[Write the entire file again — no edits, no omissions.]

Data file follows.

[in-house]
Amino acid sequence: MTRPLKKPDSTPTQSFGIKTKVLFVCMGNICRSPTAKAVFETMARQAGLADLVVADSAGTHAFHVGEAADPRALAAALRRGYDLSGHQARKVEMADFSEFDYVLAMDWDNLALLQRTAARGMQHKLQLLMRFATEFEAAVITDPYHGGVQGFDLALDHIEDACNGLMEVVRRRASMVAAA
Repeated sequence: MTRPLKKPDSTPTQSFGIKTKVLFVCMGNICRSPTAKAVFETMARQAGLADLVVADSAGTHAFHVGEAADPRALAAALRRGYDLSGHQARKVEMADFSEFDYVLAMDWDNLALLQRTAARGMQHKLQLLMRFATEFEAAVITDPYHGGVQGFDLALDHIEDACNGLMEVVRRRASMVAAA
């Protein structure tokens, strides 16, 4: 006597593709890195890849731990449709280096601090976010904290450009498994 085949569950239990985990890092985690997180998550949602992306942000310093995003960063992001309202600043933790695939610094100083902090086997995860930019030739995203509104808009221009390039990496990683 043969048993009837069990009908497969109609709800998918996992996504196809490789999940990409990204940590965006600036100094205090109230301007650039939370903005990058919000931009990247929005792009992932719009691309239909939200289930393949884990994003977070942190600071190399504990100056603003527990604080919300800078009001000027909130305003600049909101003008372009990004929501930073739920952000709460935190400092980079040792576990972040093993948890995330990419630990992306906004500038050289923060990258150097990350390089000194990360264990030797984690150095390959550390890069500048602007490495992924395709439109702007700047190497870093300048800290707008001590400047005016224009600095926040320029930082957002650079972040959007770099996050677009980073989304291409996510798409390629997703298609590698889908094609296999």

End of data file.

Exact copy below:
[in-house]
Amino acid sequence: MTRPLKKPDSTPTQSFGIKTKVLFVCMGNICRSPTAKAVFETMARQAGLADLVVADSAGTHAFHVGEAADPRALAAALRRGYDLSGHQARKVEMADFSEFDYVLAMDWDNLALLQRTAARGMQHKLQLLMRFATEFEAAVITDPYHGGVQGFDLALDHIEDACNGLMEVVRRRASMVAAA
Repeated sequence: MTRPLKKPDSTPTQSFGIKTKVLFVCMGNICRSPTAKAVFETMARQAGLADLVVADSAGTHAFHVGEAADPRALAAALRRGYDLSGHQARKVEMADFSEFDYVLAMDWDNLALLQRTAARGMQHKLQLLMRFATEFEAAVITDPYHGGVQGFDLALDHIEDACNGLMEVVRRRASMVAAA
């Protein structure tokens, strides 16, 4: 006597593709890195890849731990449709280096601090976010904290450009498994 085949569950239990985990890092985690997180998550949602992306942000310093995003960063992001309202600043933790695939610094100083902090086997995860930019030739995203509104808009221009390039990496990683 043969048993009837069990009908497969109609709800998918996992996504196809490789999940990409990204940590965006600036100094205090109230301007650039939370903005990058919000931009990247929005792009992932719009691309239909939200289930393949884990994003977070942190600071190399504990100056603003527990604080919300800078009001000027909130305003600049909101003008372009990004929501930073739920952000709460935190400092980079040792576990972040093993948890995330990419630990992306906004500038050289923060990258150097990350390089000194990360264990030797984690150095390959550390890069500048602007490495992924395709439109702007700047190497870093300048800290707008001590400047005016224009600095926040320029930082957002650079972040959007770099996050677009980073989304291409996510798409390629997703298609590698889908094609296999």